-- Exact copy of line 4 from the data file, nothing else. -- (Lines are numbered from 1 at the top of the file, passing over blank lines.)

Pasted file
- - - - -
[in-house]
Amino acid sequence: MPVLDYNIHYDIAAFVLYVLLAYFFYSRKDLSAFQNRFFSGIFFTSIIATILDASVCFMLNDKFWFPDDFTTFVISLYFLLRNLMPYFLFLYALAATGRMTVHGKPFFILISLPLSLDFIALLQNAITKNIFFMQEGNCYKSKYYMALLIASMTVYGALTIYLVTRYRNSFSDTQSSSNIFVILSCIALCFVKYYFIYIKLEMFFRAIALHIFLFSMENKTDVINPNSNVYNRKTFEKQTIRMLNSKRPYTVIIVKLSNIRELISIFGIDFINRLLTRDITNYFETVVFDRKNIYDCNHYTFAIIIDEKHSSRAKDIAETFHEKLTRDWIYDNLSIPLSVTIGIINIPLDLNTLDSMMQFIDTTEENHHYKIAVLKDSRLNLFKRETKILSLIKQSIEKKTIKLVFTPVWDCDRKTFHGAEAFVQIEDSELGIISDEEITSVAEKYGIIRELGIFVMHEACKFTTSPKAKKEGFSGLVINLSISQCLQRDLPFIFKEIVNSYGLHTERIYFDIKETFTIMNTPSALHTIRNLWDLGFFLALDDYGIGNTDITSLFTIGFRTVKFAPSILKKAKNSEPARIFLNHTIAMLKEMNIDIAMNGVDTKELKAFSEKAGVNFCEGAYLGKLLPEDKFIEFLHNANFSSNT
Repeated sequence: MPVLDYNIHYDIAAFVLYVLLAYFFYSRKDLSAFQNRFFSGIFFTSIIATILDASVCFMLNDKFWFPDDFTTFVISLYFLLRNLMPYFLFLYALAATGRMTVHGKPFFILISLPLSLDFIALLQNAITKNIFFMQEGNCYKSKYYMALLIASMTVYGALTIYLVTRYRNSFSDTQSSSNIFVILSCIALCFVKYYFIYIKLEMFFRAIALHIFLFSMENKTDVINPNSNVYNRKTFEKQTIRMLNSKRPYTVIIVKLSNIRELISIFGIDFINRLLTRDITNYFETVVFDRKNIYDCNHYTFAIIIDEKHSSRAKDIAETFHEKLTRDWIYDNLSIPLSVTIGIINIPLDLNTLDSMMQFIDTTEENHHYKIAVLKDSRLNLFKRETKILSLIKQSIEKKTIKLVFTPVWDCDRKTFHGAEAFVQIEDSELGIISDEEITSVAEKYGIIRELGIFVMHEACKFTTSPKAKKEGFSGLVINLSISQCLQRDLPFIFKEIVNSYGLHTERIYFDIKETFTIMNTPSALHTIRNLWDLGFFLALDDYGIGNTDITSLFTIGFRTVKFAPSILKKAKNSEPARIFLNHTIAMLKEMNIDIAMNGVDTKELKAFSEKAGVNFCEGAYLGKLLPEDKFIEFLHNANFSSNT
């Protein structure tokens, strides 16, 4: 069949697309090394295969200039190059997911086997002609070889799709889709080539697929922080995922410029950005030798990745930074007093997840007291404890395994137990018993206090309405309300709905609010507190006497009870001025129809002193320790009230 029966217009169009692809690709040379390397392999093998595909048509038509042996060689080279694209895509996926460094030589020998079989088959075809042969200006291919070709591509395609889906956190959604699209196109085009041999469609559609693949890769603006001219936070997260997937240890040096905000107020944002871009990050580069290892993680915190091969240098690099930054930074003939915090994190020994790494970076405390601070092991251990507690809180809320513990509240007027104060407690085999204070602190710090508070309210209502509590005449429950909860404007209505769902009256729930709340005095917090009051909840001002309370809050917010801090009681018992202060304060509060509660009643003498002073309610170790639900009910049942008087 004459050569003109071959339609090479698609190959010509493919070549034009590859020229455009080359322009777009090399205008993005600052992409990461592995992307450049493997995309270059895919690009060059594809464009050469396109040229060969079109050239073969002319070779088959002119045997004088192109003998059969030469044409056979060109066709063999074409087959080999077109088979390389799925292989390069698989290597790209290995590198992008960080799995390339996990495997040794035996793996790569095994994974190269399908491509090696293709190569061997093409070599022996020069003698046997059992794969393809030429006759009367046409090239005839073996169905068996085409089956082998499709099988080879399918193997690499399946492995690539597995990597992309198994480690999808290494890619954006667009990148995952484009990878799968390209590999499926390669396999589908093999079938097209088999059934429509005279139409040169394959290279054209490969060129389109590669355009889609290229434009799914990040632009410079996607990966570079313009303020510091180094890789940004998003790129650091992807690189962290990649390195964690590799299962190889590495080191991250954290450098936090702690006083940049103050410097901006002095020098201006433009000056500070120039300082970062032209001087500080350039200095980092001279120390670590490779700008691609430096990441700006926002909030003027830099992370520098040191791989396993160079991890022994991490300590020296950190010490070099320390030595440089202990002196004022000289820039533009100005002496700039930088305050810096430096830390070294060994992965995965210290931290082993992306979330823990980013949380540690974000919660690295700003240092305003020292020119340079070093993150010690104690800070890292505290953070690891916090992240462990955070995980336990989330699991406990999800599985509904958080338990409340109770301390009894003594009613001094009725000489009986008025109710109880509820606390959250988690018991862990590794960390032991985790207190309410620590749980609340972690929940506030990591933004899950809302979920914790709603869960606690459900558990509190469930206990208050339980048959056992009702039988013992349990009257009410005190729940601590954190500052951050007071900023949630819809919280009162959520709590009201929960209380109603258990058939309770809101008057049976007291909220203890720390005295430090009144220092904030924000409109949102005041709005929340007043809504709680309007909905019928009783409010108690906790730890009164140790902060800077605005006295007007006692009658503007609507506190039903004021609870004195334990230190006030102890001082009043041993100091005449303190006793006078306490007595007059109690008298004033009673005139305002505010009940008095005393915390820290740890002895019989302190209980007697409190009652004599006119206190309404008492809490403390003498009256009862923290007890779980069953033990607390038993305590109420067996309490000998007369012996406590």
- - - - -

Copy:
């Protein structure tokens, strides 16, 4: 069949697309090394295969200039190059997911086997002609070889799709889709080539697929922080995922410029950005030798990745930074007093997840007291404890395994137990018993206090309405309300709905609010507190006497009870001025129809002193320790009230 029966217009169009692809690709040379390397392999093998595909048509038509042996060689080279694209895509996926460094030589020998079989088959075809042969200006291919070709591509395609889906956190959604699209196109085009041999469609559609693949890769603006001219936070997260997937240890040096905000107020944002871009990050580069290892993680915190091969240098690099930054930074003939915090994190020994790494970076405390601070092991251990507690809180809320513990509240007027104060407690085999204070602190710090508070309210209502509590005449429950909860404007209505769902009256729930709340005095917090009051909840001002309370809050917010801090009681018992202060304060509060509660009643003498002073309610170790639900009910049942008087 004459050569003109071959339609090479698609190959010509493919070549034009590859020229455009080359322009777009090399205008993005600052992409990461592995992307450049493997995309270059895919690009060059594809464009050469396109040229060969079109050239073969002319070779088959002119045997004088192109003998059969030469044409056979060109066709063999074409087959080999077109088979390389799925292989390069698989290597790209290995590198992008960080799995390339996990495997040794035996793996790569095994994974190269399908491509090696293709190569061997093409070599022996020069003698046997059992794969393809030429006759009367046409090239005839073996169905068996085409089956082998499709099988080879399918193997690499399946492995690539597995990597992309198994480690999808290494890619954006667009990148995952484009990878799968390209590999499926390669396999589908093999079938097209088999059934429509005279139409040169394959290279054209490969060129389109590669355009889609290229434009799914990040632009410079996607990966570079313009303020510091180094890789940004998003790129650091992807690189962290990649390195964690590799299962190889590495080191991250954290450098936090702690006083940049103050410097901006002095020098201006433009000056500070120039300082970062032209001087500080350039200095980092001279120390670590490779700008691609430096990441700006926002909030003027830099992370520098040191791989396993160079991890022994991490300590020296950190010490070099320390030595440089202990002196004022000289820039533009100005002496700039930088305050810096430096830390070294060994992965995965210290931290082993992306979330823990980013949380540690974000919660690295700003240092305003020292020119340079070093993150010690104690800070890292505290953070690891916090992240462990955070995980336990989330699991406990999800599985509904958080338990409340109770301390009894003594009613001094009725000489009986008025109710109880509820606390959250988690018991862990590794960390032991985790207190309410620590749980609340972690929940506030990591933004899950809302979920914790709603869960606690459900558990509190469930206990208050339980048959056992009702039988013992349990009257009410005190729940601590954190500052951050007071900023949630819809919280009162959520709590009201929960209380109603258990058939309770809101008057049976007291909220203890720390005295430090009144220092904030924000409109949102005041709005929340007043809504709680309007909905019928009783409010108690906790730890009164140790902060800077605005006295007007006692009658503007609507506190039903004021609870004195334990230190006030102890001082009043041993100091005449303190006793006078306490007595007059109690008298004033009673005139305002505010009940008095005393915390820290740890002895019989302190209980007697409190009652004599006119206190309404008492809490403390003498009256009862923290007890779980069953033990607390038993305590109420067996309490000998007369012996406590």